Spanish or something like it

Yesterday I had lunch with a woman from church who spends nine months out of the year in Peru and the other three months back in the United States. She and her husband are missionaries in Lima and this is the third year they have been here. In my mind, that makes her somewhat of an expert on adjusting to life in Peru. Her best advice? Embark on small quests and celebrate your small victories. Whether its dedicating an afternoon to finding a famous chocolate shop or successfully finding dill in the supermarket, it’s these quests and subsequent triumphs that have helped her adjust to Peruvian life.

Today I had a small language triumph.

I commute to work with a private taxi company and since I have become a regular customer, I have started to recognize the drivers. This morning, when dropping me off my driver asked if I was taking Spanish lessons at the school, to which I replied, “No, soy una profesora de inglés.” (No, I’m an English teacher). That small admission and my noticeably lighter hair and skin color tipped him off to my American citizenship.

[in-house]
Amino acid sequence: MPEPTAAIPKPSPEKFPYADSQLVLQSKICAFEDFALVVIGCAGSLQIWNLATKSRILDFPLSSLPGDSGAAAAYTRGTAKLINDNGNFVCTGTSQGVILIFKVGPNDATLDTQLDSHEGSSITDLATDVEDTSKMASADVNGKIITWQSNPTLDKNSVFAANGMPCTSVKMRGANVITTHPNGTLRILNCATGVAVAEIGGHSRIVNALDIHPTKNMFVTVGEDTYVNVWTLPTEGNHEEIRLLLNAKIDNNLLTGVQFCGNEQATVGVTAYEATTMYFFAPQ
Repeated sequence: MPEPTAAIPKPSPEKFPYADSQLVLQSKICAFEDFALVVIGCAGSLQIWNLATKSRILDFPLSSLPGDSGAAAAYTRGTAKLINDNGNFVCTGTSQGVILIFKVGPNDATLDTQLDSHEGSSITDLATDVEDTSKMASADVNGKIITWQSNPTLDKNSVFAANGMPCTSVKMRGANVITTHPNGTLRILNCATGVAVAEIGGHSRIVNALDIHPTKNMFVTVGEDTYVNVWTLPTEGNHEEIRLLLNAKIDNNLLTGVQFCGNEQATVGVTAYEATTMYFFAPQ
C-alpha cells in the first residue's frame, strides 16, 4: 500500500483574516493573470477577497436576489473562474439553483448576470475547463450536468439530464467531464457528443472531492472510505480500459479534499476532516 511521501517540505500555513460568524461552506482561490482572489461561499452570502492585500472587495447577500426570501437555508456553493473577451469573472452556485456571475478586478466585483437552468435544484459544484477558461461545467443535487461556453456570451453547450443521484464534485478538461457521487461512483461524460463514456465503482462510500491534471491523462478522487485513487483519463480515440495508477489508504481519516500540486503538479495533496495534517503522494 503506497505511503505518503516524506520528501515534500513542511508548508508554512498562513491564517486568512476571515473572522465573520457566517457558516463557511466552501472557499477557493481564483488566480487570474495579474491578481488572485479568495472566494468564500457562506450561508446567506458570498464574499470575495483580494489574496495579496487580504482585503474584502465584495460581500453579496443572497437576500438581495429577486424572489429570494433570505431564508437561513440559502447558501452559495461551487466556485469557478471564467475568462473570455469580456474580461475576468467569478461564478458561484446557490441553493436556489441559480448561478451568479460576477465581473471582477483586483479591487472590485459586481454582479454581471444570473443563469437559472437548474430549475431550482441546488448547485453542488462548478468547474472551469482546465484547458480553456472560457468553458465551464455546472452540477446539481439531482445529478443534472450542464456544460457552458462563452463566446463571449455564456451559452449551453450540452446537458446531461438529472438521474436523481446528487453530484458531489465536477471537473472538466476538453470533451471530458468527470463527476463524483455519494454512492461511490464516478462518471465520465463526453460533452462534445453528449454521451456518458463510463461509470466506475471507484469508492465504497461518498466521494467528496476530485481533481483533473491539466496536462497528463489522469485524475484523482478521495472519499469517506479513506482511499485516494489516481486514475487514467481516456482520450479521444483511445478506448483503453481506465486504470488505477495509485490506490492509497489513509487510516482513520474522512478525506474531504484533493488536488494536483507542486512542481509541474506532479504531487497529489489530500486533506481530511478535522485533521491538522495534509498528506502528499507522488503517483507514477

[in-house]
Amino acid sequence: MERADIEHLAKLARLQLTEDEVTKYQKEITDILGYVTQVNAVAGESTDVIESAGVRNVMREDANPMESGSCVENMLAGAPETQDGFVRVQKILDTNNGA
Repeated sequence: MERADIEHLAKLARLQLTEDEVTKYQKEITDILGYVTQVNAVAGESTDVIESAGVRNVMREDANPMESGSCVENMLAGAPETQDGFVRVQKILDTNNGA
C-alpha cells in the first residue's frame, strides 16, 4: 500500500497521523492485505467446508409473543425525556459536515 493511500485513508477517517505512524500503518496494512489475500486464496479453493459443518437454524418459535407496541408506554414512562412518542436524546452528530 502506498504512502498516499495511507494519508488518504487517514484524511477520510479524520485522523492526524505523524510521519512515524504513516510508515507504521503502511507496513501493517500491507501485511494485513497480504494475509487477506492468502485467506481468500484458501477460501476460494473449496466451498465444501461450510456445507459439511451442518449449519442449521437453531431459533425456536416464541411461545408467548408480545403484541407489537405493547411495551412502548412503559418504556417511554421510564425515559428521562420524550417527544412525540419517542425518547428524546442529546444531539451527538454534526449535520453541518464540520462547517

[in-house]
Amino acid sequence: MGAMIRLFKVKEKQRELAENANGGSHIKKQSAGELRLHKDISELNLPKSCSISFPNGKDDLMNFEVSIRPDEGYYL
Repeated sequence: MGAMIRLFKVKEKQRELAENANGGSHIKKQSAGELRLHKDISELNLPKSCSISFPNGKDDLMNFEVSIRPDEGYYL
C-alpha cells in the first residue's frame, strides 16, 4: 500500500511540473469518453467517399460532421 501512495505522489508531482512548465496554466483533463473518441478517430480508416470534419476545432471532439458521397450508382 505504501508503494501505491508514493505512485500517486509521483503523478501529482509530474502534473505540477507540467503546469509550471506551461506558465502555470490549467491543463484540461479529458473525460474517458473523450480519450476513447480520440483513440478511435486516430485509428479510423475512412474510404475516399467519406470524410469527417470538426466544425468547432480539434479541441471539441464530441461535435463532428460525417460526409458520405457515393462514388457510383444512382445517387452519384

The same driver picked me up to take me to Alvaro’s grandfather’s house for lunch. About ten minutes into the ride he said a quick sentence composed of several words I understood and a few that I didn’t. I replied, “I’m sorry, could you speak a little slower...” and then he repeated the question. He wanted to ask me about the economic crisis in the United States. Oh boy. I don’t know that I am qualified to speak about that situation in English, let alone in Spanish. I tried my best. I talked about interest rates and bank loans and home foreclosures. He asked why a lot of people don’t like Obama and I said because things haven’t changed as much as they would have liked. “I, however, do like him. The country was in a really bad place when he became President and la cambia (change) takes time.” We continued to chat about American policy regarding war and economics all the way to my destination. Before I exited the car I said, “Thank you for helping me practice my Spanish. I really need to speak but I am really afraid to.” He laughed, said that I did fine and reassured me that speaking English like that would be difficult for him.

As I opened the door he said, “Earlier you said la cambia, it’s actually el cambio.”

I said, “Ah, sí. Cambiar is the verb and cambio is the noun. Muchas gracias.”

“De nada, señorita. Feliz año y hasta luego.” (You’re welcome, ma’am. Happy New Year and see you later.)